LOS ANGELES (Hollywood Reporter) - "The Marriage Ref" is inoffensive stuff, offering the sort of shallowness proudly displayed by executive producer Jerry Seinfeld's sitcom alter ego.
Surely there was no good reason to expect that the series -- in which three unrelated celebrities sit in judgment over arguments otherwise-loving couples are having, with comic Tom Papa mediating -- would try and cover the Mars/Venus divide in a serious way. After all: Seinfeld.
And yet the great silliness of what's thus far been put on display (a post-Olympics half-hour "sneak peek" on Sunday, ahead of its official premiere on Thursday) seems to indicate that what might have been a vaguely informative if humorous take on dealing with spousal craziness is simply going to be played for entertainment value. Apparently, once television leaves Daypart Oprah, any chance to educate goes right out the window, and by 10 p.m. there's nothing left to do but giggle at the idiot box.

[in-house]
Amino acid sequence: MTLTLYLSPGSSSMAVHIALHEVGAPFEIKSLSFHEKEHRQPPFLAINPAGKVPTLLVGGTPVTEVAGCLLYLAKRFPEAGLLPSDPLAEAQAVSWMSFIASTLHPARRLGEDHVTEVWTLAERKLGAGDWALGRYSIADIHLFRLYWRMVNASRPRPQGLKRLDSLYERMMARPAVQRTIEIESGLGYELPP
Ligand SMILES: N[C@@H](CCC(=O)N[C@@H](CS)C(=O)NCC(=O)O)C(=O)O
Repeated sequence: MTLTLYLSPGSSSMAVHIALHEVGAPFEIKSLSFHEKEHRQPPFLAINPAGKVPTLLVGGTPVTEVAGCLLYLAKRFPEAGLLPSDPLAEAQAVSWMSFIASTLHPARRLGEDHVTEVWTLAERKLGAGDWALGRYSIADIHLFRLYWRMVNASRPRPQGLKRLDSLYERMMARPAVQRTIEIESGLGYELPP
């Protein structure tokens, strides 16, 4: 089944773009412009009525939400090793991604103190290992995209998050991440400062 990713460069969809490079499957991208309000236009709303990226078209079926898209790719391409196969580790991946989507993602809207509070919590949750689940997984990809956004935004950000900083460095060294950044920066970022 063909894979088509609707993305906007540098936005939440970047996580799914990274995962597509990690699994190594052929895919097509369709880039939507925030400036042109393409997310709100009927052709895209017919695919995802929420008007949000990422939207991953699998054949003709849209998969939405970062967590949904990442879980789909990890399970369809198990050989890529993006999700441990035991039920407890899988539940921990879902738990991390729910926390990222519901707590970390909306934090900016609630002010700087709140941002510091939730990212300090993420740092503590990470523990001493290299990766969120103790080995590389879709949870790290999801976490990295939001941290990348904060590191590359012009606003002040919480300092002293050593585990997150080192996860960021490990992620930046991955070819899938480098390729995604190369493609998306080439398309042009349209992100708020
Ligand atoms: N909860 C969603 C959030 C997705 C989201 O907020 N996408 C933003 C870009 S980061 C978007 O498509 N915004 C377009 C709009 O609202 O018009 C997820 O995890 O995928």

There are some giggles worth having, sometimes even from the celebrity guests. The panel is random enough to jolt interest, though the preview threesome of Alec Baldwin, Kelly Ripa and Seinfeld seemed to gel only intermittently; later episodes promise combinations like Larry David, Madonna and Ricky Gervais, a trio I'd pay money to watch.
But the real laughs come from the highly cast couples, which I don't doubt are real but clearly are Made for Television. In an odd bit of synergy, both women in the preview presented similar problems: They objected to items their tone-deaf husbands insisted on having in the home. In one case, this meant taxidermy of the not-so-beloved family pet; in the other, a stripper pole in the bedroom ("No! It's for exercise!" was the feeble defense). Both wives earned big laughs by repeatedly sputtering their denials; both husbands got full reality checks from the panel. Meanwhile, the usefulness of surprisingly stiff Ref Tom Papa seemed to fade with every passing moment.
At least this seems to be a show where the squabbling pairs actually like each other; there's little of that on primetime reality shows. Whether light fare like this deserves a full hour -- well, that's another story.